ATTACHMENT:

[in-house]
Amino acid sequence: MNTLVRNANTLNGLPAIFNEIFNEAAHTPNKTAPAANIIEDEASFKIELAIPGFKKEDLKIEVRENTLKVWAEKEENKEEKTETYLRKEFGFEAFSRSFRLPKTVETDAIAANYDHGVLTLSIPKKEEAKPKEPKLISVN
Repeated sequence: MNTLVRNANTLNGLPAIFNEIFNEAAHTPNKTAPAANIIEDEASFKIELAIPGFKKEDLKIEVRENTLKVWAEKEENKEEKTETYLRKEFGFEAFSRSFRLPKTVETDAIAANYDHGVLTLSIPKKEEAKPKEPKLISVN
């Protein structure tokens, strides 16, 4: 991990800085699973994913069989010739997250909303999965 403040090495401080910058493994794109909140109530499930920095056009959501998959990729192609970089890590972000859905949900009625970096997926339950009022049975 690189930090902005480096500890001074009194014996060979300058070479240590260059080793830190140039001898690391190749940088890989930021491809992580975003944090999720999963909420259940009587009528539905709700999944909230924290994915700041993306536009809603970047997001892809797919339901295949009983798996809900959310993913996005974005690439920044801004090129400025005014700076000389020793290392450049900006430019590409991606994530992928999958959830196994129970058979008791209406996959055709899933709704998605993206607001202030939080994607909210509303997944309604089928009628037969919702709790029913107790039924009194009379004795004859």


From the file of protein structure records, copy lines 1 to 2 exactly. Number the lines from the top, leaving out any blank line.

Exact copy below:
[in-house]
Amino acid sequence: MNTLVRNANTLNGLPAIFNEIFNEAAHTPNKTAPAANIIEDEASFKIELAIPGFKKEDLKIEVRENTLKVWAEKEENKEEKTETYLRKEFGFEAFSRSFRLPKTVETDAIAANYDHGVLTLSIPKKEEAKPKEPKLISVN